Back in August , I told you that Extortion 17, the downing of a Chinook helicopter with members of SEAL team 6 onboard (those that allegedly carried out the raid on Osama bin Laden), could be Barack Obama’s biggest scandal and one of his administration’s biggest acts of treason. That report came after an interview I conducted with Billy Vaughn, father of slain Navy SEAL Aaron Vaughn, who told Freedom Outpost that he wanted answers and those who were responsible for his son’s death to be held accountable. Now, many of the families believe that the incident, which has been deemed the largest loss of life in the Afghan war theater (38 deaths, including nearly two dozen Navy SEALs), was an inside job.
The investigative file made available to The Washington Times shows that the helicopter’s landing zone was not properly vetted for threats nor protected by gunships, while commanders criticized the mission as too rushed and the conventional Chinook chopper as ill-suited for a dangerous troop infiltration.
Larry Klayman, who runs the nonprofit watchdog group Freedom Watch, has filed suit in U.S. District Court for the District of Columbia against the Pentagon, as well as the Air Force, Army and Navy. He wants a judge to order the military to turn over an array of documents under the U.S. Freedom of Information Act. He said the Defense Department stonewalled his written requests, so Freedom Watch went to court last month and succeeded in forcing the government to turn over records.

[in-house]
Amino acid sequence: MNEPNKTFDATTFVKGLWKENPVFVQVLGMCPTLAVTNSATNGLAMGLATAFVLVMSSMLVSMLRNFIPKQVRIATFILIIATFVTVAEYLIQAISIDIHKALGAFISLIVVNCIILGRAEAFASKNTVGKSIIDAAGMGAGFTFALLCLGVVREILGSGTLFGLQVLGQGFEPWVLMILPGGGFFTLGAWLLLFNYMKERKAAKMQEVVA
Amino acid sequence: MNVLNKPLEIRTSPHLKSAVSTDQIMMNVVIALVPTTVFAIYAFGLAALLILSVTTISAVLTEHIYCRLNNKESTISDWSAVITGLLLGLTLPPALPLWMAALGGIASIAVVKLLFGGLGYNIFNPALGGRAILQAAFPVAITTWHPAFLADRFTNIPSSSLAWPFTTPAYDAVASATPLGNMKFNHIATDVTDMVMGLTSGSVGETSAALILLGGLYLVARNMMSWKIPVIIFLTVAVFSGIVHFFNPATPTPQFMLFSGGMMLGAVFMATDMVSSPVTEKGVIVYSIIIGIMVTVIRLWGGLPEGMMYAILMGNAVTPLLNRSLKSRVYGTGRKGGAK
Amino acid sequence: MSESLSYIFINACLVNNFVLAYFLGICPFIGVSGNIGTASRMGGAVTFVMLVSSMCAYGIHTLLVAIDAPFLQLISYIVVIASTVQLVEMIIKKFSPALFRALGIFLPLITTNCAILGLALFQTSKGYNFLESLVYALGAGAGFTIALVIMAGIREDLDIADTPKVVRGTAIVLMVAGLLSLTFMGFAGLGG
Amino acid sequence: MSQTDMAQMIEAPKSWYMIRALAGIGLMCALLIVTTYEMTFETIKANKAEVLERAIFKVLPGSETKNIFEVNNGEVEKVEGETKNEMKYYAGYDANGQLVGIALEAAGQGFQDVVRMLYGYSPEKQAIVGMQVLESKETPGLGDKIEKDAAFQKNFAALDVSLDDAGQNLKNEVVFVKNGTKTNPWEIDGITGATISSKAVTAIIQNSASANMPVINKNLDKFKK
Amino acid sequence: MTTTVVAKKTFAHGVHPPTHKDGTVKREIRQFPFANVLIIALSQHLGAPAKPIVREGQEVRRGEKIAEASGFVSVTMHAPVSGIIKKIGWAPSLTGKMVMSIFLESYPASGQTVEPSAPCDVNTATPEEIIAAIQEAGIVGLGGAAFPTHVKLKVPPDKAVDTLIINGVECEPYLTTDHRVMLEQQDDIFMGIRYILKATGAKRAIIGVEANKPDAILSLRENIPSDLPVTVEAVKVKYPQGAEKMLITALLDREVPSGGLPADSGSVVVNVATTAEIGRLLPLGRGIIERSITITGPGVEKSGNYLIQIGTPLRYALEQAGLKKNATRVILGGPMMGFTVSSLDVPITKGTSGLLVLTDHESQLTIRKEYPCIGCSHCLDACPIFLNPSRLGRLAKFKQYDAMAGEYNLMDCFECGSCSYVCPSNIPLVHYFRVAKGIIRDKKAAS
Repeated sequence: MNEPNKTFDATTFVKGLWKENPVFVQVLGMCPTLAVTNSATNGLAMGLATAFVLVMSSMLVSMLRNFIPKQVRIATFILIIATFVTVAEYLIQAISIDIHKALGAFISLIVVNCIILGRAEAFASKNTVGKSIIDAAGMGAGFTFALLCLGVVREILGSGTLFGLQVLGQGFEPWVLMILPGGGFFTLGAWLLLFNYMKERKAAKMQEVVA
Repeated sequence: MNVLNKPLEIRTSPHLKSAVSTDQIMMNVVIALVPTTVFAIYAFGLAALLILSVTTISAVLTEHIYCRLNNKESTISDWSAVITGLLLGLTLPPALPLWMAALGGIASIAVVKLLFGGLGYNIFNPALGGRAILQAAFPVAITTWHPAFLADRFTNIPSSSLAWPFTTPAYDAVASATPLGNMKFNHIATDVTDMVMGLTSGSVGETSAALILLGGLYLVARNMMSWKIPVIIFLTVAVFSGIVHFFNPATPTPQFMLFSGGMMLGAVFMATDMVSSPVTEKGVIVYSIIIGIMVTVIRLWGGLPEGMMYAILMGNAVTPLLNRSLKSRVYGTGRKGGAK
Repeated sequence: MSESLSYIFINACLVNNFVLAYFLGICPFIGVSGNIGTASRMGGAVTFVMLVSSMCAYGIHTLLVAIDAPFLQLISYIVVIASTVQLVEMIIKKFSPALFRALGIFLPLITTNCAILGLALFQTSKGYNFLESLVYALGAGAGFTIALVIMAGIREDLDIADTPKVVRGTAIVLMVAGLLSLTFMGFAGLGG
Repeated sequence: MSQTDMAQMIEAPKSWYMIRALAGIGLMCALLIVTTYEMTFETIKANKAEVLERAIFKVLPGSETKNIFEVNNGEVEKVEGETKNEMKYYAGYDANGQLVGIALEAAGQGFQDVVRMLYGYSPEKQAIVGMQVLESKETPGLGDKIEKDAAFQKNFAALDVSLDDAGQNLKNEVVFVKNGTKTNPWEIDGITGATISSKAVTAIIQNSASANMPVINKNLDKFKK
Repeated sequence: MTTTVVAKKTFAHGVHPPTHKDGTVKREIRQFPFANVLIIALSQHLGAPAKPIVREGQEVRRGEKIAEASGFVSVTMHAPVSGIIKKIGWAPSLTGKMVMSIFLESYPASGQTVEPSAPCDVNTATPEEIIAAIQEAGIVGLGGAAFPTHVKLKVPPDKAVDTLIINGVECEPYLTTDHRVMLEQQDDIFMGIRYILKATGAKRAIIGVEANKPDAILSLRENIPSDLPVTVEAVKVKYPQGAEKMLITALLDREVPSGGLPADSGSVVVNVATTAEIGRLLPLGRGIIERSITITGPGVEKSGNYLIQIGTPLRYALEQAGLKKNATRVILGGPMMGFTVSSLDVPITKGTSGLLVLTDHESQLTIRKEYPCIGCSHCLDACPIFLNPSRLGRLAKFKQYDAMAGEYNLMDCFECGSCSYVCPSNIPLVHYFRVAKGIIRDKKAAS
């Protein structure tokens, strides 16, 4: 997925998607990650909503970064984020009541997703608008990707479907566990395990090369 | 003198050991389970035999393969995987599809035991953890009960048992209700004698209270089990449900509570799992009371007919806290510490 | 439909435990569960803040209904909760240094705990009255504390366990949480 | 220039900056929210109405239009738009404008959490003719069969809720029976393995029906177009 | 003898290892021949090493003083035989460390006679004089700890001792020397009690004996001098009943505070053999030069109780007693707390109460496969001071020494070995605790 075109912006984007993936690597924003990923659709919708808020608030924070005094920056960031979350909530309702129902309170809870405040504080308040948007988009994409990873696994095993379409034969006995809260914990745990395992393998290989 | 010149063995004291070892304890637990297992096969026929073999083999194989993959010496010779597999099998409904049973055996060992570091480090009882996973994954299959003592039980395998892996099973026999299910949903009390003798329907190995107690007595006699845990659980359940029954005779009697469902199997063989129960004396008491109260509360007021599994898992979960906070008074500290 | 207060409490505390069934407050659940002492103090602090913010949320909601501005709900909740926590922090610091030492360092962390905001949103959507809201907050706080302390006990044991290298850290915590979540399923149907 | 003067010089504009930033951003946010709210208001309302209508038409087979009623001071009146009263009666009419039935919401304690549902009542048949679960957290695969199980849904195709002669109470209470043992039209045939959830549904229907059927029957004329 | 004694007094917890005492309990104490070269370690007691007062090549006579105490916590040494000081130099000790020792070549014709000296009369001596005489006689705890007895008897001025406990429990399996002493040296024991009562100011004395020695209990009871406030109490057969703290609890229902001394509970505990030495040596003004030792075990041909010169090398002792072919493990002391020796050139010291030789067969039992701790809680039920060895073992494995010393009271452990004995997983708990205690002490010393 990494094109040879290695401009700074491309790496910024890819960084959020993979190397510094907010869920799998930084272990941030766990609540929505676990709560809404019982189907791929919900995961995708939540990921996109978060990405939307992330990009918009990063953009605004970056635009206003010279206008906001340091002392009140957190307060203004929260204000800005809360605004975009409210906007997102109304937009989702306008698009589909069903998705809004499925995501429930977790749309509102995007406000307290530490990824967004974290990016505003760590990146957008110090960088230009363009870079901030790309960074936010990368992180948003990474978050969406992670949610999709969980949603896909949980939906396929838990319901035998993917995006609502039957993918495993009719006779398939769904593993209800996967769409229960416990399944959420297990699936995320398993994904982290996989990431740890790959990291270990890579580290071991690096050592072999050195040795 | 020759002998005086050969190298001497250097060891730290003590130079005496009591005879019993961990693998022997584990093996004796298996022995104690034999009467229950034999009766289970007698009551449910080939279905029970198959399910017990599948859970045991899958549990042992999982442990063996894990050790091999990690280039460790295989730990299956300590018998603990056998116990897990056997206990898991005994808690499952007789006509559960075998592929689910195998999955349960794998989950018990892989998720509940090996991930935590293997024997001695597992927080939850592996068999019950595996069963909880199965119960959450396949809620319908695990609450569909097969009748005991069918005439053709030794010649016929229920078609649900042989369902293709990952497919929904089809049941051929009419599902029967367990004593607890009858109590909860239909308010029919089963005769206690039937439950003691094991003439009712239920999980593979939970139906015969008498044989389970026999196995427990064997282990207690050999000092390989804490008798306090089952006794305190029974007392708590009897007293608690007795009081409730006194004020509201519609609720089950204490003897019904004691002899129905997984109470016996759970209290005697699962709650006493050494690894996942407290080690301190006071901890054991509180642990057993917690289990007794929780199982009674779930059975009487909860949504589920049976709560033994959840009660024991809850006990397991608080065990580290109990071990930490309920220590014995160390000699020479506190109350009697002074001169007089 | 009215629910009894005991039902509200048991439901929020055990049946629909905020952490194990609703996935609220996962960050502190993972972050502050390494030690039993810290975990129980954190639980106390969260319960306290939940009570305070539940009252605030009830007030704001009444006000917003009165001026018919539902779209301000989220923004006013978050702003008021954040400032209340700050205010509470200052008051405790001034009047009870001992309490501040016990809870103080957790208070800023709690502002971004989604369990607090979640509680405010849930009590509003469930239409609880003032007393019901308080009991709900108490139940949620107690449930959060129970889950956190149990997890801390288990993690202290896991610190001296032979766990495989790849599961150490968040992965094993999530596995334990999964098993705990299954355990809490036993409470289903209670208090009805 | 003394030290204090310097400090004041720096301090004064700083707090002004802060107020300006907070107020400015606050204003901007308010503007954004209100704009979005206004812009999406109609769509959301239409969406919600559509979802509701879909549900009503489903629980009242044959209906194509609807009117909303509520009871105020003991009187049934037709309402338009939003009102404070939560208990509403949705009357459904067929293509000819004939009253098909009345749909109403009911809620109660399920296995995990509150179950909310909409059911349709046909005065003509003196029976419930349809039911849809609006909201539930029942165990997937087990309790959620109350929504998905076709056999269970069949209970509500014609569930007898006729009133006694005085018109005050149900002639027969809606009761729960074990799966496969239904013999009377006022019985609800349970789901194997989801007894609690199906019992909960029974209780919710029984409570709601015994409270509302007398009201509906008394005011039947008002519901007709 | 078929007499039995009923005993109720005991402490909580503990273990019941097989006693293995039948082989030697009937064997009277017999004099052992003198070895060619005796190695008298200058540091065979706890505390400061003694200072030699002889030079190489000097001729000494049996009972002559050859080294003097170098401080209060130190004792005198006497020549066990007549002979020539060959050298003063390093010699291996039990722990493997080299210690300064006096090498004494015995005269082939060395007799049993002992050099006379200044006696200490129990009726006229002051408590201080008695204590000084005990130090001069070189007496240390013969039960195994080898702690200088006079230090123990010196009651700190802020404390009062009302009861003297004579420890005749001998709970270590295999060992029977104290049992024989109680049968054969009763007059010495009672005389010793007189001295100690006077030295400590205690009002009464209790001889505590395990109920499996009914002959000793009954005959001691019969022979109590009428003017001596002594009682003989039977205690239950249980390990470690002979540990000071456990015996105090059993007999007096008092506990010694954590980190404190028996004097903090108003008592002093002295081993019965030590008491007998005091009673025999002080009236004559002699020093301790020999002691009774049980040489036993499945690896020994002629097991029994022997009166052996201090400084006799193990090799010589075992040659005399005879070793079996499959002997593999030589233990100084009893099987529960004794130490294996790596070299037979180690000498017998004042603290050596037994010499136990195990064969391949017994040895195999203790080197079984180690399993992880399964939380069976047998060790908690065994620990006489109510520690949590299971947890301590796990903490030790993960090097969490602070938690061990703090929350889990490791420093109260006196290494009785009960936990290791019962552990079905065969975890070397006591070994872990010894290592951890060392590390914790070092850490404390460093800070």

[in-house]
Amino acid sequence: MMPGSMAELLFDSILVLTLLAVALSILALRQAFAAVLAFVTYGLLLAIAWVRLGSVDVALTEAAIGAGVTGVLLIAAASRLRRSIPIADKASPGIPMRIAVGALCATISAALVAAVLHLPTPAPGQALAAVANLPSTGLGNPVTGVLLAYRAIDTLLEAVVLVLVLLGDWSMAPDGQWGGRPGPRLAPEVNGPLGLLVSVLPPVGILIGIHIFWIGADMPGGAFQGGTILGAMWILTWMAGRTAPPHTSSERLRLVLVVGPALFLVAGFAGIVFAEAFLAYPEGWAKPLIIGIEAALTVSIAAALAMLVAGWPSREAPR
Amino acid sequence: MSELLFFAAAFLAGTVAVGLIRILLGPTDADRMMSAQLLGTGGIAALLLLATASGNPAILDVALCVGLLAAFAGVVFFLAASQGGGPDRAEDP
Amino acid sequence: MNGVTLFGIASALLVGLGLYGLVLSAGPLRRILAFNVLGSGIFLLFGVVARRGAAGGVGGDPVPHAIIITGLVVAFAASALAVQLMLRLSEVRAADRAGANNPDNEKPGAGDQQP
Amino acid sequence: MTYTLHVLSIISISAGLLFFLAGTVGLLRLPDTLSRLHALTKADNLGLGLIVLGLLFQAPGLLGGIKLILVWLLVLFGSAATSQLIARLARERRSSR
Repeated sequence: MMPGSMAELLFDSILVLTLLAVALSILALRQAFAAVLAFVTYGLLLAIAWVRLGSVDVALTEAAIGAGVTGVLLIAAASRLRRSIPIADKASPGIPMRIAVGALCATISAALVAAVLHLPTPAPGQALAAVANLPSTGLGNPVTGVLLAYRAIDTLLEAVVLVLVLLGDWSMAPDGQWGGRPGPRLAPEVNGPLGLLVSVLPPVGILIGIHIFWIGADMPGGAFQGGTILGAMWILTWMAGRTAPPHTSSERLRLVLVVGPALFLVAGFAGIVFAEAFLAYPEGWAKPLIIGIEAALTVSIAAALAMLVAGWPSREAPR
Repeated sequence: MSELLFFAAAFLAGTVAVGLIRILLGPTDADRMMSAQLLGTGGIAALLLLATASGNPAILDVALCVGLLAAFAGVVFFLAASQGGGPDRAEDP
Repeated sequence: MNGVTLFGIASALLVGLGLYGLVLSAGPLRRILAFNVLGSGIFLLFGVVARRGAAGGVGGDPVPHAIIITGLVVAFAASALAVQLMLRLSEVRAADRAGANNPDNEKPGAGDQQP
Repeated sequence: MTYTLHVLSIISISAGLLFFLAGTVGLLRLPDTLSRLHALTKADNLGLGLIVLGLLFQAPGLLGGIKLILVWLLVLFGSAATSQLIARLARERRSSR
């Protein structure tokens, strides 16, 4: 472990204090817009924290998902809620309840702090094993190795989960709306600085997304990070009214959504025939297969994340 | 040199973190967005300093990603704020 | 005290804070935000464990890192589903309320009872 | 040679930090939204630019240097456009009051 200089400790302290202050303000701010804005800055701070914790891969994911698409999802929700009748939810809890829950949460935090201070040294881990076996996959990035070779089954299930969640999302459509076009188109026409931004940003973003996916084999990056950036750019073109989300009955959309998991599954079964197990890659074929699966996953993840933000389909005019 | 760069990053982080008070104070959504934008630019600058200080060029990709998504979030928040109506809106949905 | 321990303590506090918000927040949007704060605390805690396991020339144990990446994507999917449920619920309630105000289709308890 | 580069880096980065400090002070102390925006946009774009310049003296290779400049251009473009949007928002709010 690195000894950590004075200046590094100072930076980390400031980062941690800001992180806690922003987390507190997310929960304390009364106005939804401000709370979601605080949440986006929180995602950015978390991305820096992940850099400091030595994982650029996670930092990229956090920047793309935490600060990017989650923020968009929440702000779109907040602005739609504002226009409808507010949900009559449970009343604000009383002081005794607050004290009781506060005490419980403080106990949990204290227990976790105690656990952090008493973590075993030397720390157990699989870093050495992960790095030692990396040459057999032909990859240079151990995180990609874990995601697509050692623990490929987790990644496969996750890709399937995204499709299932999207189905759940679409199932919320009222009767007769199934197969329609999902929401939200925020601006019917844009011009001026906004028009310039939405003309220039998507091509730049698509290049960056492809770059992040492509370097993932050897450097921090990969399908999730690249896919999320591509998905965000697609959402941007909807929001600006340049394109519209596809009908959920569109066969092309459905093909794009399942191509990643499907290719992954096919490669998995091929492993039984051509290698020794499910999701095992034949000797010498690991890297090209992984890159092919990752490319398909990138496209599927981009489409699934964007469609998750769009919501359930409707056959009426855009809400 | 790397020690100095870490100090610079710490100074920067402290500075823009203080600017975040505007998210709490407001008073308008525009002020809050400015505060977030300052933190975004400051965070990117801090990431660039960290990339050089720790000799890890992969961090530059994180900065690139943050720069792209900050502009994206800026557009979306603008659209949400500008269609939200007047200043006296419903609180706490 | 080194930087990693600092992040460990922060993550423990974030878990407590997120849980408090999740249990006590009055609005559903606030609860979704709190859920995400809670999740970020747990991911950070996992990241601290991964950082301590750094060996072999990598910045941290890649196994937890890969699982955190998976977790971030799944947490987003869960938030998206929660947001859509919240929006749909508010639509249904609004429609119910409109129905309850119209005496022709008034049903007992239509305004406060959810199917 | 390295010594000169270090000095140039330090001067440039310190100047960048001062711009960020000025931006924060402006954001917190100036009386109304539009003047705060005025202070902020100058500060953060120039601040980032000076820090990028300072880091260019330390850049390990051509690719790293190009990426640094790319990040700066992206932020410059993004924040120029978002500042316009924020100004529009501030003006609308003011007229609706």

For the first time, Mr. Klayman allowed The Washington Times to view the military’s investigative files turned over to family members two years ago.
“The families of our fallen heroes, who I am proud to represent, need closure to this tragedy,” Mr. Klayman said. “There are many unanswered questions and the military’s explanations of the causes of the crash do not add up.”
He said families also want changes to the military’s restrictive rules of engagement that made it more difficult for U.S. helicopter pilots to fire back at the Taliban fighters they believed brought down the Chinook.
“The families also want our military’s rules of engagement to be changed, as a testament to and in honor of their dead sons,” Mr. Klayman said. “When our nation enters into battle, it must be to win the battle, not the ‘hearts and minds’ of the Islamic jihadist enemy and the Muslim civilian population it uses as human shields.”
He also wants to know the identities of Afghan soldiers onboard, and why the aircraft’s black box, washed away in a fierce rainstorm, was never found — even though it has a homing device.
“We want to make sure our fallen heroes are respected and that answers are provided,” he said.
About a possible insider betrayal, he says: “We’re not saying that happened, but it needs to be explored because increasingly Americans are being killed at the hands of Afghans.”
While many of the family members expressed sentiments very similar to those of Billy Vaughn during our interview, it isn’t just the families of those lost that are questioning what happened. Many military personnel who were involved that night have questioned the operation afterwards.